They offer support & guidance to family & loved ones dealing with alcoholics ans they do have teen programs specifically. I think that what would be best is to first contact those that know what this is like, have walked your path & can give you truly knowledgeable guidance on what you can do to help yourself & what your mother can do to help herself, and then sort out if you want to confront your father & how you would go about doing it.

I really am sorry you are going through this. It's more than you shoudl feel responsible to try to handle.

  • +1 Note that Al-Anon also has Alateen groups for teenagers, like the original poster. Jul 19, 2017 at 16:58

As I mentioned in my comment, solving issues like alcoholism is never simple. You need to really work at understanding who they are inside in order to influence them. It's not easy. There are professionals who do this for a living, so don't be afraid to reach out to them.

As for any constructive information, I fear I am not one of these professionals. I can give you my opinion, and you are free to take it or leave it, no obligations. I have strong opinions. It's up to you to decide if they're useful opinions for you or not.

There's two hard lessons that do have to be learned up front. They're painful ones, but they're needed. The hopeful bits come later.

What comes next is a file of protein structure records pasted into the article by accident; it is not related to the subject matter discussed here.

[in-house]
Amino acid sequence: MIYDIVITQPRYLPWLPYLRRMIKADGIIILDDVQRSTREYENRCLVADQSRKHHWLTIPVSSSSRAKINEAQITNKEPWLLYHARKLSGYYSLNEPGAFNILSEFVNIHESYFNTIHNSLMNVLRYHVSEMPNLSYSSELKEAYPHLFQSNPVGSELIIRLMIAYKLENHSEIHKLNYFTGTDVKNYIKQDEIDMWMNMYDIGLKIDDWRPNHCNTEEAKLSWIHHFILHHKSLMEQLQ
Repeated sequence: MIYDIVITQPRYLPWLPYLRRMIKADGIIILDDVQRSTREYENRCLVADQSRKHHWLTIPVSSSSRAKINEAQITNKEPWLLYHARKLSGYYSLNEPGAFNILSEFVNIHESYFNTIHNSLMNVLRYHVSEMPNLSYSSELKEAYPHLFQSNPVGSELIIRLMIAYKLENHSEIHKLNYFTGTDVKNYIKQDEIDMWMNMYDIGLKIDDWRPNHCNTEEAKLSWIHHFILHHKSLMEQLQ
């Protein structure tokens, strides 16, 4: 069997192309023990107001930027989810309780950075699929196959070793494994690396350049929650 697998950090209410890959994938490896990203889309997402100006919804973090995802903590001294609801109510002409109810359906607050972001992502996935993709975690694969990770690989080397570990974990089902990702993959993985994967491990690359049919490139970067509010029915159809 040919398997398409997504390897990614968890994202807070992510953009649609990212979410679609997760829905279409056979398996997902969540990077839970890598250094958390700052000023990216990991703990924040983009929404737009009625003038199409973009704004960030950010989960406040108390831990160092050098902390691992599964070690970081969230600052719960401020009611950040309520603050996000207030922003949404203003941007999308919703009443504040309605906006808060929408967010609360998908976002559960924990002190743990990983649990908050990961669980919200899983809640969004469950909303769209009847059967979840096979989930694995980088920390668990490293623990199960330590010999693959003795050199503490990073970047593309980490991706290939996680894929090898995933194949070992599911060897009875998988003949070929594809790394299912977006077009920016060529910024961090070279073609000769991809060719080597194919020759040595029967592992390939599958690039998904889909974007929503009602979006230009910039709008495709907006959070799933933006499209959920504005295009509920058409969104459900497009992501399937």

• You cannot force someone to stop being an alcoholic. Unfortunately, by basic psychology, you can't force an addict to change. You can't really force anyone to change. You can encourage them to decide to change, and can provide them with tools with which to change, but you always have to do it indirectly. This can be infuriating, especially if they don't want to change, but it's reality.
  • You can't confront someone about their alcoholism unless you have a relationship to begin with. There's those intervention things; they can work. But they work because the alcoholic cares about those relationships. If you and your father do not have a strong relationship, you won't be able to confront him about his alcoholism. You can work with him to change things, but understand that the word "confront" will get you in trouble unless you have the relationship to back it up.